Taking a Closer Look at "Replacement"


As we continue to look more closely at each of the 3 R’s as they relate to preclinical research, lets take a look at what Russell and Burch determined to be the first R to consider – Replacement. Again, Replacement is the attempt to find alternative methods that do not use laboratory animals, such as in vitro or in silico approaches. Additionally, it is the consideration of using non-sentient models than those that are believed to have a higher perception of pain.

When considering any of the 3 R’s however, it is important to weigh the potential benefits of the study being performed, and the knowledge or information to be obtained, as it relates to the wellbeing of others. In some situations, no replacement options exist, it is then that the other two R’s – Reduction, and Refinement – are considered.

Where Replacement is an option, scientists often consider:

In Vitro Assays

  • Cell culture models – for example to study drug toxicity, study the effects of gene function, or to begin studying underlying disease mechanisms.
  • Isolated tissues – for example isolated tissues or organs, so that one animal can be used to harvest tissues for a number of studies; used to study physiological functions or disease processes that involve more than one type of cell from the body.
  • Bioprinted tissues – complex tissue structures, such as skin, can now be bioprinted using advanced systems; these tissues may be used again to study physiological or disease processes that involve more complex tissue, without having to be harvested from an animal
  • Microfluidic devices – such as organs on a chip, can be used to create miniature environments that mimic the complexity of living systems. These devices can be used to study the effects of drugs or other interventions on cells or tissues.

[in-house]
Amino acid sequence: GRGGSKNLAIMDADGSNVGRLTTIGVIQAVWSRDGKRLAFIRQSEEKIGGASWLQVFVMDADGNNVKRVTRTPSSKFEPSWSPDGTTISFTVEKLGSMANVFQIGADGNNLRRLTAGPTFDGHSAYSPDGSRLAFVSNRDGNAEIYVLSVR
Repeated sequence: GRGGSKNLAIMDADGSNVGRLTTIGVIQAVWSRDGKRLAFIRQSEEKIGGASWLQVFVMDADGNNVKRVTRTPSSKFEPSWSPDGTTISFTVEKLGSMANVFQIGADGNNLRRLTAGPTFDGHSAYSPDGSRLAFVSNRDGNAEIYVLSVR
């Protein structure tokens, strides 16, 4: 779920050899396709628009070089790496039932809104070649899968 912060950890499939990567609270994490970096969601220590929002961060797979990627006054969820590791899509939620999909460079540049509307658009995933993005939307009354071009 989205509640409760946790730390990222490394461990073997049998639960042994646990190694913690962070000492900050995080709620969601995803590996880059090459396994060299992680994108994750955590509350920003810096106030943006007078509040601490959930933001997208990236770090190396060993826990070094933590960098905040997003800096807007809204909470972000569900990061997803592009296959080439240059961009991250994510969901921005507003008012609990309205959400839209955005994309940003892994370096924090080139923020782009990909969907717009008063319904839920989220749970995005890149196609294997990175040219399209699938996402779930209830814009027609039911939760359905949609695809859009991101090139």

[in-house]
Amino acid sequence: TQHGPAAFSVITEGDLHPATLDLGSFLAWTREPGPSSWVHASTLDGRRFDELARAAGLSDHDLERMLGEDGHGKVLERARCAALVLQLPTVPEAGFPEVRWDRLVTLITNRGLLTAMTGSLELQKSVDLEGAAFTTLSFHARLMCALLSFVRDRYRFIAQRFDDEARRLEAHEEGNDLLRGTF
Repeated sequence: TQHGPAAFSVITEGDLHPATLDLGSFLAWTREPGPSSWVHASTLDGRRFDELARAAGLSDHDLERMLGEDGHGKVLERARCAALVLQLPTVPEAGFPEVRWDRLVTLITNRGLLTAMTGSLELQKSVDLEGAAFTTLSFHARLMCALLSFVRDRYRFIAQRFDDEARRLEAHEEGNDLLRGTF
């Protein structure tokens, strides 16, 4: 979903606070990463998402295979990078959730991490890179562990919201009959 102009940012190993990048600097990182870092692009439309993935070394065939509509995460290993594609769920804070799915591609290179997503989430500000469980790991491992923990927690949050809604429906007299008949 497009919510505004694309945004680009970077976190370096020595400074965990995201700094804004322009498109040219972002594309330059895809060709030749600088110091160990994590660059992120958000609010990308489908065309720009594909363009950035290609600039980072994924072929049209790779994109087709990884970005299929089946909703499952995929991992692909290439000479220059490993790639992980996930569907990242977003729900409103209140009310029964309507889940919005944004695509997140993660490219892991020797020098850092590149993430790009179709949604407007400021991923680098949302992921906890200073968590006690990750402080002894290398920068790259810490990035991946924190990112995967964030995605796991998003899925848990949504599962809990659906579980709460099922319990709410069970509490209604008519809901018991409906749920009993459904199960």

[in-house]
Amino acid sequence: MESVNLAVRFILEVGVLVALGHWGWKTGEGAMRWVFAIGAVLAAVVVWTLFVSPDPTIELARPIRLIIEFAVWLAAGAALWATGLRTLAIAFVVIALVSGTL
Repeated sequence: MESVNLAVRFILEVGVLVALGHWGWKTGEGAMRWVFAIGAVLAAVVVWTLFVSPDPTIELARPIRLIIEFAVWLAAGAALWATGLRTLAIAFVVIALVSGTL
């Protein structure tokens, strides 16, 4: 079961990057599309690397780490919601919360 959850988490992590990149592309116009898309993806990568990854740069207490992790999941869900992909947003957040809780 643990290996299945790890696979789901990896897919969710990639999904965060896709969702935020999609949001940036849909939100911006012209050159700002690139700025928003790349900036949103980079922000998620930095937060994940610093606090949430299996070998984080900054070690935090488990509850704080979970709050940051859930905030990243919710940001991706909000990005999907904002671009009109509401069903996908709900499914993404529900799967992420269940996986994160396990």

In Situ Assays 

  • Computer models can be used to simulate complex biological processes and predict the effects of drugs or other interventions. This approach is particularly useful for testing the safety of new drugs before they are tested further in animals.

Taking a deeper look at Bioprinting, for example, this is a rapidly growing field that has the potential to Replace some of the need for the use of laboratory animals in preclinical research. Bioprinting is a technology that involves the use of 3D printing to create functional biological tissues, which can be used to replace animal testing in some cases.

  • Bioprinting can be used to create functional tissue models that accurately mimic the structure and function of specific organs, such as the myocardium, liver, and alveolar walls. These tissue models can be used to test the toxicity and efficacy of new drugs.
  • Bioprinting can be used to create functional models of diseases, such as cancer, which in some studies can be used to replace the use of these models in vivo. For example, bioprinted cancer models can be used to study the progression and treatment of cancer, prior to moving into a mouse model of the disease.
  • The tissues and models created using a bioprinter can also be used for drug screening, allowing researchers to test the efficacy and toxicity of new drugs on functional tissue models, without the need for animal testing.

Bioprinting, along with the other options discussed previously should all be considered as Replacement options before considering the use of laboratory animals in any study. These alternative methods can be used alone or in combination with one another, depending on the specific research question being addressed. By using these methods, researchers can reduce or eliminate the use of animals in preclinical research while still generating valuable data to advance our understanding of biology and disease.